*If you are new here, WELCOME! For Americanah, I provide your book club with a brief summary, a recipe, and discussion questions in that order!
Americanah by Chimamanda Ngozi Adichie is a novel that I’ve seen here and there over the last few years (it was published in 2013), but never felt any draw to read. It was one of those novels that I presumed I knew about by the cover and title, so I passed on it because by those two things alone I was sure I wouldn’t really like it. Anyone else do that? Only me?
I quickly prejudged that this was our era’s Things Fall Apart, but Americanah, while also written by a Nigerian author, is not the same at all. It wasn’t until I saw another bookstagram account asking for opinions on the book and the dozens of replies from readers saying they loved it, that I decided to read it.
It’s not to say that I didn’t appreciate Things Fall Apart by Chinua Achebe, or other similar books, but I’ve struggled lately to read heavy, literary works and, at 600 pages long, Americanah is no easy feat for many readers.
If the length and depth deter you, let me encourage to try the audiobook. Often when I’m struggling to get into or through a book, the audio version is a life saver. That said, Americanah is just old enough now that most book clubs will easily find it at the local library.Continue reading
*If you are new here, WELCOME! For The Alchemist, I provide your book club with a brief summary, a recipe, and discussion questions in that order!
The Alchemist is a novel that reads like a centuries-old tale, although it was first published in 1988. It is the masterpiece of Paulo Coelho who has written many other great novels. A short book at around 200 pages, it contains a depth of wisdom that has catapulted it to the top of many book clubs’ lists.
The main character, primarily referred to as “the boy,” has a good life at the beginning of the book, but he yearns for more. He longs to travel, to break free of his barriers, and to be more than a shepherd. When he learns of a treasure near the Egyptian pyramids, he takes the chance and begins a long journey towards achieving his dreams.
It sounds like your normal adventure quest story, but Paulo Coelho injects what would be a face-the-obstacles-to-find-the-treasure set of events with timeless wisdom about fate, dreams, God, and personal fulfillment. Riddled with terms such as Personal Legend, Language of the World, Soul of the World and more, Coehlo challenges the reader to examine his own life and consider what comforts he has exchanged for fulfillment.
The Alchemist is a thought-provoking novel that makes a great book club discussion and is definitely worth a read (or two). If your book club hasn’t read it or if it’s been a few years since you have, it might be time to pick up this novel by the brilliant Coehlo. If you have read The Alchemist and aren’t looking to revisit it, consider these other novels where Coehlo tackles equally deep subjects.Continue reading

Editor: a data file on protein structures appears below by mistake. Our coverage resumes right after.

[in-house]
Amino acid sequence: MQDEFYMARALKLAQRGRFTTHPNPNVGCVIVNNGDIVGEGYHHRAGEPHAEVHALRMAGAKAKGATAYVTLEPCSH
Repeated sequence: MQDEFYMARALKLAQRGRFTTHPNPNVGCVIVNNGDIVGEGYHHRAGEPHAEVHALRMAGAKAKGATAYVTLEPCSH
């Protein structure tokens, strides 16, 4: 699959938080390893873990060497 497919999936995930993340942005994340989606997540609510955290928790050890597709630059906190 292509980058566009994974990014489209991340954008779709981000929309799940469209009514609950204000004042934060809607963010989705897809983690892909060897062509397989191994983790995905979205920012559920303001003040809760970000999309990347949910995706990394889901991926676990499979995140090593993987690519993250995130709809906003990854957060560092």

*If you are new here, WELCOME! For The Giver of Stars and The Book Woman of Troublesome Creek Comparison, I provide your book club with a brief summary and comparison, a recipe, and discussion questions in that order!
I actually saw The Book Woman of Troublesome Creek long before The Giver of Stars released, but passed it by because I thought the subject might be a little heavy based on the description and I wasn’t in the mood for a heavy book. When The Giver of Stars released, I had no idea by the cover that it was about Pack Horse Librarians, but after reading the description, my interest was peaked and I decided to read it.
The controversy revolves around possible plagiarism on Jojo Moyes part, asserting that parts of The Giver of Stars are too similar to The Book Woman of Troublesome Creek to be a coincidence.
I read The Giver of Stars first, unaware of the controversy. After reading, I was shocked to see the accusations from many readers in reviews, many of them citing the Buzzfeed article where the similarities are outlined. Instead of reading the article, I decided to read The Book Woman of Troublesome Creek next and form my own opinion.
After reading both, I was confused and surprised that so many readers were vehemently choosing one or the other. The books were very different to me and BOTH worth reading. I’ve completed separate posts going into more detail on each. You can check out the posts on The Giver of Stars and The Book Woman of Troublesome Creek for more.
Yes, the topic is Pack Horse Librarians, a Works Progress Administration program enacted by Roosevelt in the 1930s to bring books to rural Kentucky, but both authors created a book on the same subject in very different way. After I finished both books, I did finally read the article and, to me, the similarities outlined were minor.
If you disagree, think about this–this is a new subject to fiction. No other books I can think of have been written on it. Yet, there are hundreds to thousands of novels written about World War II. In those books, we expect to see spies, someone facing starvation, someone being tortured physically or mentally by a Nazi, etc.
It’s not surprising to me that Moyes and Richardson would have studied the time period and the facts and come up with story elements that coincidentally are similar. Including adding colored librarians, because of the times we are in (and it’s just important), placing antagonists along the lonely routes through the mountains, because that seems the most logical way to add tension, and creating love interests, because readers love and expect this. As a writer, I read with that eye. I’m always considering what I would add to a book on the subject, and I have to say I would have added some form of those things myself.